Disorganized, chaotic workplaces. Do employees get confused about which task they should be working on? Do they know where to turn for questions? Burnout is incredibly common in a work environment that leaves employees feeling insecure.
Misaligned values. If an employee doesn’t resonate with their work or the company they work for, they’re unlikely to find their job meaningful enough to prevent burnout.
Not taking vacations. Everybody needs a break. Employees that feel pressure to be in the office every day will burn out if they don’t take the rest they need.
Non-technical managers. A burned out software engineer is often caused by a manager who doesn’t understand the full technical implications of the job. If expectations are unrealistic, an employee will turn in low quality work, miss deadlines, or work longer hours—all of which lead to stress and burnout.
Company or industry culture. Some organizations promote and celebrate long working hours and always putting in 110%. The software industry is no exception, which can have a negative impact on individuals.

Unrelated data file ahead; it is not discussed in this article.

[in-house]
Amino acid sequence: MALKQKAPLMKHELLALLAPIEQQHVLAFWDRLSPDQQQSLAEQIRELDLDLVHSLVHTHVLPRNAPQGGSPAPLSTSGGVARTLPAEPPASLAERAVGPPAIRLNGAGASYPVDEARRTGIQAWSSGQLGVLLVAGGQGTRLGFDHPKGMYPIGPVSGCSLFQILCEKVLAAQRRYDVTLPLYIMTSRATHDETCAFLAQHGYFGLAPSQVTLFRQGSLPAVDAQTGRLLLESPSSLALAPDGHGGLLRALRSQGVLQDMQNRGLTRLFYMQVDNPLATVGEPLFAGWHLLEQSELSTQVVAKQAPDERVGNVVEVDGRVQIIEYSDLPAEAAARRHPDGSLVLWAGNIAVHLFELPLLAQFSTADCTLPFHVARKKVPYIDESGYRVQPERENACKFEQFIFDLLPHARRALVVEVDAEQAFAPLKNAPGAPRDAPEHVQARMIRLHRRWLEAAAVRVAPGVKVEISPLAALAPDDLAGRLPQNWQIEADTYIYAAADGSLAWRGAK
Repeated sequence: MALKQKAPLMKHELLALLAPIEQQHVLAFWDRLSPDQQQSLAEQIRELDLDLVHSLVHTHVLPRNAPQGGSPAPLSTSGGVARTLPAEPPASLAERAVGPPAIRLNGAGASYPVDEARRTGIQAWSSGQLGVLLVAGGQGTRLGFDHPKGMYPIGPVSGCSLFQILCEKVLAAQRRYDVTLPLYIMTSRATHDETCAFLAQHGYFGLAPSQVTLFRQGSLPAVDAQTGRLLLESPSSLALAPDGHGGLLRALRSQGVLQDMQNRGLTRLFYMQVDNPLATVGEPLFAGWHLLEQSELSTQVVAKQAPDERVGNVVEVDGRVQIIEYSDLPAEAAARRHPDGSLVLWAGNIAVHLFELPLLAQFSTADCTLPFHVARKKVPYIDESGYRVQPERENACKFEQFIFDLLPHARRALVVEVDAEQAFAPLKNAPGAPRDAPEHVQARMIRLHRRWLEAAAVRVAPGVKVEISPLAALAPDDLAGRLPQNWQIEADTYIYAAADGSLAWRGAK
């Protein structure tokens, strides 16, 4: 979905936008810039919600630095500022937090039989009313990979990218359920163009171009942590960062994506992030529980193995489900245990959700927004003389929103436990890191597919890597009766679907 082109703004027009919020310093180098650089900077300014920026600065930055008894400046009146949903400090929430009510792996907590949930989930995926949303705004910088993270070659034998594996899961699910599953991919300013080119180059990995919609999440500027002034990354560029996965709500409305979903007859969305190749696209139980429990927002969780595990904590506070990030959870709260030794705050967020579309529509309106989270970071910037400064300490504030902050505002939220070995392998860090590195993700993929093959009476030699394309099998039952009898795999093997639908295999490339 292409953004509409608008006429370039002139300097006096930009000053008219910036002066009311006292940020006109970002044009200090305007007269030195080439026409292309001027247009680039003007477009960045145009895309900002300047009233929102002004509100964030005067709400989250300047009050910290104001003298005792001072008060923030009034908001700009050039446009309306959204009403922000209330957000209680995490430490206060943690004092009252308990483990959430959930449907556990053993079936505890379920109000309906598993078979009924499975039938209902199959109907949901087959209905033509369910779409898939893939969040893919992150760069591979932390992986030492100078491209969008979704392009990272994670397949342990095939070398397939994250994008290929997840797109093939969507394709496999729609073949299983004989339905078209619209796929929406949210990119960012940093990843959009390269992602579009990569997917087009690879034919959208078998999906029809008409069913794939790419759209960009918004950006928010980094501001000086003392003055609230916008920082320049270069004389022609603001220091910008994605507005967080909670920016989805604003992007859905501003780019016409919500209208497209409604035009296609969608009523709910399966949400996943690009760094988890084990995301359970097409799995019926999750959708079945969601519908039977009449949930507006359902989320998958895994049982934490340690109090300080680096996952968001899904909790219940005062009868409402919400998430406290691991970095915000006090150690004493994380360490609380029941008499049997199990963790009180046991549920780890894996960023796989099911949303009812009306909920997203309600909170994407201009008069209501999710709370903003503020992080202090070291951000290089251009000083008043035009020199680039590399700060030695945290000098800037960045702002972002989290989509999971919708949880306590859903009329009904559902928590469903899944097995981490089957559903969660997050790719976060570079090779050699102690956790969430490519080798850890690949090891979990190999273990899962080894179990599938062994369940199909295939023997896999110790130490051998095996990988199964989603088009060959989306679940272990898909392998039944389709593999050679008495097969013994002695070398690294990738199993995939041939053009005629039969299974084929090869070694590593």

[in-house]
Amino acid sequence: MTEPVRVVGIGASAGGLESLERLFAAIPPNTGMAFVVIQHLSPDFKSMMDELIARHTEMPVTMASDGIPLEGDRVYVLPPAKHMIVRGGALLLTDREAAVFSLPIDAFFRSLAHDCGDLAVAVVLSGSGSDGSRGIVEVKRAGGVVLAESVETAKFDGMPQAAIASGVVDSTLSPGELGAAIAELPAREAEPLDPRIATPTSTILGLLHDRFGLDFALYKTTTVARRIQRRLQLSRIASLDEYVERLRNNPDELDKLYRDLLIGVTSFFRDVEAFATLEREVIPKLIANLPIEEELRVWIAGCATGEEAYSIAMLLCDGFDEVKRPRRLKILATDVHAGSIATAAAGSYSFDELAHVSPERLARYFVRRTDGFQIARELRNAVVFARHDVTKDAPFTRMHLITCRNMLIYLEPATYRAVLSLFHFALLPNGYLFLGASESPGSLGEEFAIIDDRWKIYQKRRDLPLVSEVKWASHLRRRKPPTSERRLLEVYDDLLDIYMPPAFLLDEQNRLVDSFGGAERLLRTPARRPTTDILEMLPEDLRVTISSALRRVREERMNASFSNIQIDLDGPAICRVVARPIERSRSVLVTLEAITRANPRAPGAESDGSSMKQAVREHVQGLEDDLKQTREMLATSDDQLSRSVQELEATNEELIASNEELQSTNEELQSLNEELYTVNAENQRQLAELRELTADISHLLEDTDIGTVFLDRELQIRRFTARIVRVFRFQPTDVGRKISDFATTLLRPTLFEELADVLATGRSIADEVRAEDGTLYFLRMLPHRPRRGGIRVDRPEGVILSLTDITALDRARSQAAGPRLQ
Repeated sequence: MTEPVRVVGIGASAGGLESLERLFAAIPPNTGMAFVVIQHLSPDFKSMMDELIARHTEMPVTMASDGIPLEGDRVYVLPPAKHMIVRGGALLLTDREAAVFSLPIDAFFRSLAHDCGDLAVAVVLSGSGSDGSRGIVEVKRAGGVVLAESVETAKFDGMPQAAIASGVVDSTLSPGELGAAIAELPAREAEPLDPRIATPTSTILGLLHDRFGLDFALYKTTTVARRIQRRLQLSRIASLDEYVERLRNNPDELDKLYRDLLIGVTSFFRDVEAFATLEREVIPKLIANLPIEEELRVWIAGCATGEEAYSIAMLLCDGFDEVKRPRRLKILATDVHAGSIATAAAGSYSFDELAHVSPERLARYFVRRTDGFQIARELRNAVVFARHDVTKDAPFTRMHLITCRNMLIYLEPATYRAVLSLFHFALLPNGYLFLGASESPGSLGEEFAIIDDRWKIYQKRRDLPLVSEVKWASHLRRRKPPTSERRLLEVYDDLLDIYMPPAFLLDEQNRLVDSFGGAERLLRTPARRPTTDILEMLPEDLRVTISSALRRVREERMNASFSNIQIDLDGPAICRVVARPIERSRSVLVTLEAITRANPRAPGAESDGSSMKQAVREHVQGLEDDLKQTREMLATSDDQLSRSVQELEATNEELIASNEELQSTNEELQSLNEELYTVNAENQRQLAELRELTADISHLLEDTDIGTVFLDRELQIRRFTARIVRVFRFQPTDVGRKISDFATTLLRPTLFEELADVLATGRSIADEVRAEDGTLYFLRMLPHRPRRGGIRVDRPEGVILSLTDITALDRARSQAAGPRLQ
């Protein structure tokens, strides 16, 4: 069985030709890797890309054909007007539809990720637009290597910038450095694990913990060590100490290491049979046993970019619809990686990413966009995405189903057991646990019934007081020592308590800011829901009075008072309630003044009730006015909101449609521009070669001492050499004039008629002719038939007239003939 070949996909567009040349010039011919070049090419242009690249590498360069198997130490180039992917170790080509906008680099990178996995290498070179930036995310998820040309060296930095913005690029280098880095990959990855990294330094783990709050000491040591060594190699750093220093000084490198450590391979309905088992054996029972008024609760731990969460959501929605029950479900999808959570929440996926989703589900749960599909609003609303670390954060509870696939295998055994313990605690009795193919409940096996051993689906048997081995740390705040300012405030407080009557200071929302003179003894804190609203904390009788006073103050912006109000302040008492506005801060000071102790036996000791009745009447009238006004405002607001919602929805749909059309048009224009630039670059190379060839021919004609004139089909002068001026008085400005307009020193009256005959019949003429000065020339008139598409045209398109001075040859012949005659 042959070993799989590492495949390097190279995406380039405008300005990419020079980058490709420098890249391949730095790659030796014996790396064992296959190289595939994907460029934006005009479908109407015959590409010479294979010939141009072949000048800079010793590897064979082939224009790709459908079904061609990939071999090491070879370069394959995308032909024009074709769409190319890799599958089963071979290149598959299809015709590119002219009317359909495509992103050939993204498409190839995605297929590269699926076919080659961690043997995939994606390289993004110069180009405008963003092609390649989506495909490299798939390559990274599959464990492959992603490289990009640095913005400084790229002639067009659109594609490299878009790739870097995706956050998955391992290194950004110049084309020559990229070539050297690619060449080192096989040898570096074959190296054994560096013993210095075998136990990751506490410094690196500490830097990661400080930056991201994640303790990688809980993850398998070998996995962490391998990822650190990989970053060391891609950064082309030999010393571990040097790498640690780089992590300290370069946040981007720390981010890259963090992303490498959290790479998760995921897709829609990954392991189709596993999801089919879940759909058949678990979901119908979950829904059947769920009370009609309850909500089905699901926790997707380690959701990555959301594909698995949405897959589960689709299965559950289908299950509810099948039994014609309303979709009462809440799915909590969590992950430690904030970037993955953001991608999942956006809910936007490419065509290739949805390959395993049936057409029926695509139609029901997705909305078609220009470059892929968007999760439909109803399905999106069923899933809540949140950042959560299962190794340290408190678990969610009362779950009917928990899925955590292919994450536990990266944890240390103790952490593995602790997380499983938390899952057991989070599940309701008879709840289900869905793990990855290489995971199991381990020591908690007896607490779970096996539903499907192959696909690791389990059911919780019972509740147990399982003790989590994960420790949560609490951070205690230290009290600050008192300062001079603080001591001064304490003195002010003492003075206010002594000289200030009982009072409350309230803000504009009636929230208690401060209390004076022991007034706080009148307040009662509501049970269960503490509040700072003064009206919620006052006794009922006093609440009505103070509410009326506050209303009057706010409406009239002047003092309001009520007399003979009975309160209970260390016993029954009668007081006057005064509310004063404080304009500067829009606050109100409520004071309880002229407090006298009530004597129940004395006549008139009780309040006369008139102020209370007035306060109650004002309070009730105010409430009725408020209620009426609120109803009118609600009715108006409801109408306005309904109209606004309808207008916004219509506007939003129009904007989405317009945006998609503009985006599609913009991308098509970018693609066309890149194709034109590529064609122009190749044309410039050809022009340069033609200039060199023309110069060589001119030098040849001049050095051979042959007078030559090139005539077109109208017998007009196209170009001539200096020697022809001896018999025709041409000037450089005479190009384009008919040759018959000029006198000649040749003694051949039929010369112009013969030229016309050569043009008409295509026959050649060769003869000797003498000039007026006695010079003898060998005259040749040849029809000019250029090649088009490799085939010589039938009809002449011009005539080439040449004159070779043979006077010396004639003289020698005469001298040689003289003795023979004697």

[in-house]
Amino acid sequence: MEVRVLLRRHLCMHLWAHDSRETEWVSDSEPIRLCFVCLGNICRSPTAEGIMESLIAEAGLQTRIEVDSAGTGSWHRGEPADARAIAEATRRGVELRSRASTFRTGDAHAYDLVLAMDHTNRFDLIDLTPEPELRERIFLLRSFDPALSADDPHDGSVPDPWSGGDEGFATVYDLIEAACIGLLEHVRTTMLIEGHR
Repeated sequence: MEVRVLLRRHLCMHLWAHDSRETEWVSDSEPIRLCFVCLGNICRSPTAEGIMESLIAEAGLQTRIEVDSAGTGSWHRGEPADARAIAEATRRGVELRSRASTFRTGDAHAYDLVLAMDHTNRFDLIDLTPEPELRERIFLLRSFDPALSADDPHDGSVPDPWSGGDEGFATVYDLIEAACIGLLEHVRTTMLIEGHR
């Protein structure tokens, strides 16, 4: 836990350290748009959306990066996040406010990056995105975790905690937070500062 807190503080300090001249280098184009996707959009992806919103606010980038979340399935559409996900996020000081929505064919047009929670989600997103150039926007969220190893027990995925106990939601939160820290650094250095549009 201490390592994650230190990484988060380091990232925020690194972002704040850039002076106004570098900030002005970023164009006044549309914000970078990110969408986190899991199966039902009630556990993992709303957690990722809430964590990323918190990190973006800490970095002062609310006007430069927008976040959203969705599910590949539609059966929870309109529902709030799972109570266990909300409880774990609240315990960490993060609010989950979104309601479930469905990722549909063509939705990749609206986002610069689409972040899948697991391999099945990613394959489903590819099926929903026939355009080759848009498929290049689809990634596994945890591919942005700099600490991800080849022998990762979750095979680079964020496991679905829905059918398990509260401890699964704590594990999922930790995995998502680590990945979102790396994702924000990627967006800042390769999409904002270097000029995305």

How to Deal with Burnout when Working from Home
Are you dealing with developer burnout or programming exhaustion?
Try these strategies that can prevent burnout or help you cope:
Set boundaries, both physical and mental. Establish a distinct work space and actually use it. Have dedicated working hours and follow them, except in the most extreme situations. Don’t be afraid to say no to an extra project or explain to your boss why a project might take a little bit longer than originally anticipated.
Shut it down. At the end of your work day, turn off all of your work equipment, your notifications, and your emails. Don’t give in to the temptation to quickly check on something or send a message: this will help you step away from work and reduce your stress.
Focus. Limit your personal tasks during work hours as much as possible so you end each work day feeling accomplished.
Prioritize self-care. When you’re off the clock, make time for healthy eating, physical activity, and rest. Push yourself to stay involved in hobbies and build socialization into your calendar if you have to.
Take breaks. Don’t get wrapped up in a task and sit staring at your screen for hours on end. Make sure to get up and move regularly, and use the vacation or personal time given to you to give your mind a proper rest.
Ask for help. Struggling to meet a deadline or feeling overwhelmed at home? Do something about it. Reach out to a coworker or manager, whether it’s for help shifting your priorities, tackling a difficult question, or just for a simple word of encouragement.
Be realistic. You know that you won’t be able to code as well if you don’t take care of yourself. Remember that productivity and creativity require rest, and be kind to yourself about the work you’re getting done.